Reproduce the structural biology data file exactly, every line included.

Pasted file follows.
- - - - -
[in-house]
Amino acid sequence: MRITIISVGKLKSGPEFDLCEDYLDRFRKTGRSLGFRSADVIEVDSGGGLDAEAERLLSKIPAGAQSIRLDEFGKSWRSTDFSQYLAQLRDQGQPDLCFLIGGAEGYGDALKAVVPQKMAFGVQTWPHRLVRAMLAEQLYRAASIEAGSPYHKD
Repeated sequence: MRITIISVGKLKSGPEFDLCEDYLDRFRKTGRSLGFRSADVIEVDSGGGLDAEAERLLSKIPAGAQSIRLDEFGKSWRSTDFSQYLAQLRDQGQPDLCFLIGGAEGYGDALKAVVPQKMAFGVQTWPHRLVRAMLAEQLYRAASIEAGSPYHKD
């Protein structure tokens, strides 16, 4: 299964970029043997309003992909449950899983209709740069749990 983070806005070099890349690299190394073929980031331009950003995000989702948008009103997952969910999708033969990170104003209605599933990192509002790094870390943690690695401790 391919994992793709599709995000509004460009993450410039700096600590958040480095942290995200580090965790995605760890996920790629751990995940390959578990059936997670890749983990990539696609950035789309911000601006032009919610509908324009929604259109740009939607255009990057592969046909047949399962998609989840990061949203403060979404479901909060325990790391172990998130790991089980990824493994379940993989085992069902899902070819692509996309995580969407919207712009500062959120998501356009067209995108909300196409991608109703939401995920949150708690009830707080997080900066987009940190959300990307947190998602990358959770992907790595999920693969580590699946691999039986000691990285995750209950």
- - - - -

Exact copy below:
[in-house]
Amino acid sequence: MRITIISVGKLKSGPEFDLCEDYLDRFRKTGRSLGFRSADVIEVDSGGGLDAEAERLLSKIPAGAQSIRLDEFGKSWRSTDFSQYLAQLRDQGQPDLCFLIGGAEGYGDALKAVVPQKMAFGVQTWPHRLVRAMLAEQLYRAASIEAGSPYHKD
Repeated sequence: MRITIISVGKLKSGPEFDLCEDYLDRFRKTGRSLGFRSADVIEVDSGGGLDAEAERLLSKIPAGAQSIRLDEFGKSWRSTDFSQYLAQLRDQGQPDLCFLIGGAEGYGDALKAVVPQKMAFGVQTWPHRLVRAMLAEQLYRAASIEAGSPYHKD
């Protein structure tokens, strides 16, 4: 299964970029043997309003992909449950899983209709740069749990 983070806005070099890349690299190394073929980031331009950003995000989702948008009103997952969910999708033969990170104003209605599933990192509002790094870390943690690695401790 391919994992793709599709995000509004460009993450410039700096600590958040480095942290995200580090965790995605760890996920790629751990995940390959578990059936997670890749983990990539696609950035789309911000601006032009919610509908324009929604259109740009939607255009990057592969046909047949399962998609989840990061949203403060979404479901909060325990790391172990998130790991089980990824493994379940993989085992069902899902070819692509996309995580969407919207712009500062959120998501356009067209995108909300196409991608109703939401995920949150708690009830707080997080900066987009940190959300990307947190998602990358959770992907790595999920693969580590699946691999039986000691990285995750209950």